View this post on Instagram

A post shared by Alex Davis (@ajldavis)

“I was probably a bit too selfish in a way of being like 'I am going to leave my family, going into camp to try and get to the Olympics' and it took me a second after speaking to a few guys and asking; 'Am I doing the right thing?' to cement my decision."

Following the disbanding of England Sevens last year, Norton was one of the few men’s players to find himself a place with a Premiership club for the resumption of the 2019/20 season. 

Will Muir signed for Bath, both of Will Edwards and Richard de Carpentier went to Harlequins and Norton joined Declan Kidney’s London Irish. Following nine years focusing solely on sevens, Norton says he was very grateful to have had the opportunity to try his hand at 15s once more.

“I think I was lucky that Covid hit because I wouldn’t have had the opportunity otherwise,” Norton said. “I would have liked to maximise it a little bit more in the sense of being my normal self of two years ago and being able to run really well and beat people and combining that with how they want to play.

“I don’t think I really showcased how good a sevens player can be. Will Muir and big-time Ruaridh McConnochie at Bath, they are different players from most sevens players, but they showcase the skillset that sevens players have and I think that adds value to the 15s game and I don’t think I added my value to that.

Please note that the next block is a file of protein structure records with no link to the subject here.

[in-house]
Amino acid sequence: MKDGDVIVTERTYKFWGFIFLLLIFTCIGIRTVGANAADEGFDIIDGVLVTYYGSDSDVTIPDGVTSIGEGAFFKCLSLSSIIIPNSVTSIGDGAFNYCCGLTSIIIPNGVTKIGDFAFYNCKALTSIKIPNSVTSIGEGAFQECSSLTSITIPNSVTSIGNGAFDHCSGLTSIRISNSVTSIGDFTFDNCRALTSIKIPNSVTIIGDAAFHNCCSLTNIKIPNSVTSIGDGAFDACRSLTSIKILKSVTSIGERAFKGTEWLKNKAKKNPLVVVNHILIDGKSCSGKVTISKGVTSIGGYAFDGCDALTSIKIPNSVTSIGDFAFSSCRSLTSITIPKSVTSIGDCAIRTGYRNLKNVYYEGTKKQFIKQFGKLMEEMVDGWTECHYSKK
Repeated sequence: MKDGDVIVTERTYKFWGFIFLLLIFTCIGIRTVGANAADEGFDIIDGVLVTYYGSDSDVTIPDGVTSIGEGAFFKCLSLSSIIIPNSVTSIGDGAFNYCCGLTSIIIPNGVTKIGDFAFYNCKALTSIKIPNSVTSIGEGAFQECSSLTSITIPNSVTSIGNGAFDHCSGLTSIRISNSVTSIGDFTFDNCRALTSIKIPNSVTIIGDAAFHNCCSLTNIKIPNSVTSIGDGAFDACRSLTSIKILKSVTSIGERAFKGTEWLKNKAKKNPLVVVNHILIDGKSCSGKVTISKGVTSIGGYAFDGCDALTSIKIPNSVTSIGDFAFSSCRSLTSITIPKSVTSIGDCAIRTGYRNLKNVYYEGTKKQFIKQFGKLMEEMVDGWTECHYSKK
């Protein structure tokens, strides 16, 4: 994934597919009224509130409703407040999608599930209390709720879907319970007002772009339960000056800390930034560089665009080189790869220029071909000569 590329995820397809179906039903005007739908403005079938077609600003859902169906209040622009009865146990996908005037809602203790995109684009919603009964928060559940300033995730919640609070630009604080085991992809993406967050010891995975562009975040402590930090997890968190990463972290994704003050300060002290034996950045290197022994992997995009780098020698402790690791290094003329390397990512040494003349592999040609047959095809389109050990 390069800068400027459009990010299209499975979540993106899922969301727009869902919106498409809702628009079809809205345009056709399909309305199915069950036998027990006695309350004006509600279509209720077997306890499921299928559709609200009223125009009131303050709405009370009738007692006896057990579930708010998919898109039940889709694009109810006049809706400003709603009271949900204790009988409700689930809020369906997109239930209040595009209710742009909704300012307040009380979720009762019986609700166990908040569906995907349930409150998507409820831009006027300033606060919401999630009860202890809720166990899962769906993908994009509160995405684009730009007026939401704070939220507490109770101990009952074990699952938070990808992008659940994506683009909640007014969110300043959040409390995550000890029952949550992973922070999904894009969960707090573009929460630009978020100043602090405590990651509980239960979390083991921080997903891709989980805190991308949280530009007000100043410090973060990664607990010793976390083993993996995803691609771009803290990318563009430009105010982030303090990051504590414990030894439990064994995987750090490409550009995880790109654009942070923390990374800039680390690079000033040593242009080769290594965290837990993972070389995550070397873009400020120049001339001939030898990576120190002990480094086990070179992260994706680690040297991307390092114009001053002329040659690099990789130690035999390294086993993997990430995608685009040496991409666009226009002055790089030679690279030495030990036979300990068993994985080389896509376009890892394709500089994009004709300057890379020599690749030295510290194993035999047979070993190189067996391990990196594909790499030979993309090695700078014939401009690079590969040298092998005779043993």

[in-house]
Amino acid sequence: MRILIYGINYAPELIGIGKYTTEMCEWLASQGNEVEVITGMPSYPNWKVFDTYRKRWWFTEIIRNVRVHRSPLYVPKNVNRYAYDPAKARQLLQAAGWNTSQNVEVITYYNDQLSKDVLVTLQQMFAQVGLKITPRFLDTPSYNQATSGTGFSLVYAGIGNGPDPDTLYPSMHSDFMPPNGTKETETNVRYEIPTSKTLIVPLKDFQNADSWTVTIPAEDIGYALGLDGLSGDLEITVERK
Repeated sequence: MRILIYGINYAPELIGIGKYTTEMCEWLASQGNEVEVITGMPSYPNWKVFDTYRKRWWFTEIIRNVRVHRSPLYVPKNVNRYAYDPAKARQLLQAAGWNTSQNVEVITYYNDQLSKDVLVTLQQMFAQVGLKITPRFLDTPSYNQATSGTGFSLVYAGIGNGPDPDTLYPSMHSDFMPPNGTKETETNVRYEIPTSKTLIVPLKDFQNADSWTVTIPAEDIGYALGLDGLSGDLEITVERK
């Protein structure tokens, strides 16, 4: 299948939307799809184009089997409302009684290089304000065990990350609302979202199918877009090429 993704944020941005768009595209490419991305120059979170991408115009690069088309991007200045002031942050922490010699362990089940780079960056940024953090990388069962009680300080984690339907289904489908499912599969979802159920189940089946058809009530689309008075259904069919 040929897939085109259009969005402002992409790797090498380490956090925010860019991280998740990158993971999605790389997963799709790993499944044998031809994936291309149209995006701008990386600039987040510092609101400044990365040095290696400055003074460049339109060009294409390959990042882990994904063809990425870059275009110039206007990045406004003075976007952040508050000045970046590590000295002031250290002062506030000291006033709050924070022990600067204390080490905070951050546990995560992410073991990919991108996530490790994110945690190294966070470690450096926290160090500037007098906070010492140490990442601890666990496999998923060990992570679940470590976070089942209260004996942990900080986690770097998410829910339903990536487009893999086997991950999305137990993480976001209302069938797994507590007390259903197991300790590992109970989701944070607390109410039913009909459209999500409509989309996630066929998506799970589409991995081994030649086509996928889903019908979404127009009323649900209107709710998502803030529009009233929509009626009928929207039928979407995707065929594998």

“Ten years ago when I was at Bristol and trying to do sevens and 15s, they are two different sports and it is hard to do both. It is hard trying to have the fitness levels and that repeatability you need within the sevens environment. 

“I did find the 15s element of kick-chasing, the monotony of that, how it eats into your legs and when you are trying to attack and beat defenders, I felt a bit depleted. I am grateful that they [Irish] took me on for that short period and I would love the opportunity in my golden years to give it another go.”

Now with less than 50 days until the Tokyo Games, GB’s preparations are in full flow. Their first outing was at the International Rugby Sevens in Staffordshire which was followed up by a trip to Dublin where they faced Ireland in the HPC International 7s last weekend.

With the squad set to be trimmed down in the coming weeks, Norton says the key to success is more time on the pitch, especially with most of their rivals in Japan getting plenty of chances to play.

“Any opportunity for us to play sevens is massive,” Norton said. "A lot of guys haven’t played sevens in 14 months, so having that game time is only going to add value to us. You’ve seen the likes of New Zealand playing Australia in recent weeks. South Africa were playing in the Rugby Africa tournaments.

“A lot of teams are still playing and we haven’t played very much, so I think we would be very lucky and very fortunate to get any game time that will help the team get in the best position possible for the Games.”

Dan Norton was speaking to Talking Rugby Union alongside Abbie Brown and Dan Bibby as part of the RFU partnership with Red Bull. For more information please visit redbull.com